If you read Natural Law and the Two Kingdoms, you will find that theonomy is very much in VanDrunen's sights, although, since he is trying to write for a wider audience, he avoids explicitly fixating on it too much. You suggest that it is odd that he would target it when it is no longer a prominent theological movement; I agree, I thought it was very strange. But in NLTK, it seemed to be the tail that was wagging the dog. And although it's hardly if ever mentioned in LGTK, it still seemed to be a big part of what was going on under the surface. As I complained in my review, VanDrunen's practical proposals in the end don't really look all that radical. In large part, they're things that I think N.T. Wright, many Kuyperians, etc. would agree with (though I think with much more doctrinal consistency than VanDrunen can claim). The only people who would really sharply disagree with VanDrunen's concrete portrait of political and cultural engagement are theonomic types, as well as particularly unreflective fundamentalist political activists. My sense is that VanDrunen is sharply reacting against these, and reading many other, much more sensible opponents in light of these.

    Now, you are right that he acknowledges differences between RO, NPP, neo-Calvinists, etc. But ultimately, he isolates what he takes to be one key issue, and makes this the decisive one for lumping them all together--which is, as you say, the vision of a "redemptive transformation of culture." But of course, the concepts "redemption," "transformation," and "culture" are all capable of many different meanings, so it is not at all clear that these movements do share a common visions.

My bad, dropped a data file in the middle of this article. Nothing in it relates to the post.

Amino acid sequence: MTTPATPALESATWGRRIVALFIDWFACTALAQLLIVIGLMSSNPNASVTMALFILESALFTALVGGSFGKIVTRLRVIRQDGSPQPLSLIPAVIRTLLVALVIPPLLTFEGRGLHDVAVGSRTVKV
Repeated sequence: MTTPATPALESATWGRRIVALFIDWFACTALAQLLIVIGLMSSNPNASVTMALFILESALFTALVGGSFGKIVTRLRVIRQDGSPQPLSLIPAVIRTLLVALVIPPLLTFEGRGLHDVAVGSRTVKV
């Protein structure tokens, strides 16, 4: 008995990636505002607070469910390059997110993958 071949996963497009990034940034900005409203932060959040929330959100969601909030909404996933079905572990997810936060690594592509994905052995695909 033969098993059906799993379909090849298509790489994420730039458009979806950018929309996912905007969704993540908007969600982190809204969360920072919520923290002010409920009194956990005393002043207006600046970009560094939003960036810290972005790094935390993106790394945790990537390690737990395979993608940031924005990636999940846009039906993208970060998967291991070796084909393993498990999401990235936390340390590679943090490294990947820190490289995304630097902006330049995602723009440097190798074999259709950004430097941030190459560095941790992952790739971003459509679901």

Moreover, I, for instance, would choose a different key issue (say, an inability to properly reconcile nature and grace) and suggest that in fact, R2Ks and theonomists are just variations on the same theme...I could probably also through Anabaptists into the same mix. The point is, it makes a great deal of difference what you choose as your crucial issue. And if you choose it in such a way that almost every contemporary form of Christianity comes off looking like just one more form of the same problem, to which only you have a solution, then I'd say your starting premise is highly suspect. It's like when Americans decide that pretty much everyone else in the world is anti-American, and that's their problem, that all of them--France, the Arabs, the Russians, the UN, Latin America, the Pope, are benighted socialists or something who can't stand America, and we're the only people who have it right. This starts looking suspicious, and an application of Ockham's razor would suggest that on the contrary, maybe we're the only people who have it wrong. Same goes for VanDrunen. Maybe the reason almost everyone else thinks it's important to redeem culture in some sense is because that's central to what Christianity means.